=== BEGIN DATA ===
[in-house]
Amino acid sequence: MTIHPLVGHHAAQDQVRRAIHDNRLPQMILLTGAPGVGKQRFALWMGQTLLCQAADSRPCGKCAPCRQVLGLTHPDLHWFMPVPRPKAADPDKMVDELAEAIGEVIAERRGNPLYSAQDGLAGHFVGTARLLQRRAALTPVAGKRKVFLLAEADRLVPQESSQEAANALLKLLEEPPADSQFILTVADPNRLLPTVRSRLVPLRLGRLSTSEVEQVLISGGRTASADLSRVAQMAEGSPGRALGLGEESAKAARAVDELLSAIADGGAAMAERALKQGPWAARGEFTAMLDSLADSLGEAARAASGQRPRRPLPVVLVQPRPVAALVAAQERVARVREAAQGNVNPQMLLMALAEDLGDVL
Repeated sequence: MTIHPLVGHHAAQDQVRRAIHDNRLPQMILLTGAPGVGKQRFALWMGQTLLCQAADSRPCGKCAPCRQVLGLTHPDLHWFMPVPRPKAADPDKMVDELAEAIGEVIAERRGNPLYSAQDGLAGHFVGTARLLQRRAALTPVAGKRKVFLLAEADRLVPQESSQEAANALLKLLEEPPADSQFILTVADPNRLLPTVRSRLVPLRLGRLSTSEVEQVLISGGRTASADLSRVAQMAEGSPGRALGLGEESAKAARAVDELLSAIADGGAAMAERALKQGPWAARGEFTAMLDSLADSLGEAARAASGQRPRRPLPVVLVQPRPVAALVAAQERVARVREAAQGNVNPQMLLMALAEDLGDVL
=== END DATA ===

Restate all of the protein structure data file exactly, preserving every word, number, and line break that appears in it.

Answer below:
[in-house]
Amino acid sequence: MTIHPLVGHHAAQDQVRRAIHDNRLPQMILLTGAPGVGKQRFALWMGQTLLCQAADSRPCGKCAPCRQVLGLTHPDLHWFMPVPRPKAADPDKMVDELAEAIGEVIAERRGNPLYSAQDGLAGHFVGTARLLQRRAALTPVAGKRKVFLLAEADRLVPQESSQEAANALLKLLEEPPADSQFILTVADPNRLLPTVRSRLVPLRLGRLSTSEVEQVLISGGRTASADLSRVAQMAEGSPGRALGLGEESAKAARAVDELLSAIADGGAAMAERALKQGPWAARGEFTAMLDSLADSLGEAARAASGQRPRRPLPVVLVQPRPVAALVAAQERVARVREAAQGNVNPQMLLMALAEDLGDVL
Repeated sequence: MTIHPLVGHHAAQDQVRRAIHDNRLPQMILLTGAPGVGKQRFALWMGQTLLCQAADSRPCGKCAPCRQVLGLTHPDLHWFMPVPRPKAADPDKMVDELAEAIGEVIAERRGNPLYSAQDGLAGHFVGTARLLQRRAALTPVAGKRKVFLLAEADRLVPQESSQEAANALLKLLEEPPADSQFILTVADPNRLLPTVRSRLVPLRLGRLSTSEVEQVLISGGRTASADLSRVAQMAEGSPGRALGLGEESAKAARAVDELLSAIADGGAAMAERALKQGPWAARGEFTAMLDSLADSLGEAARAASGQRPRRPLPVVLVQPRPVAALVAAQERVARVREAAQGNVNPQMLLMALAEDLGDVL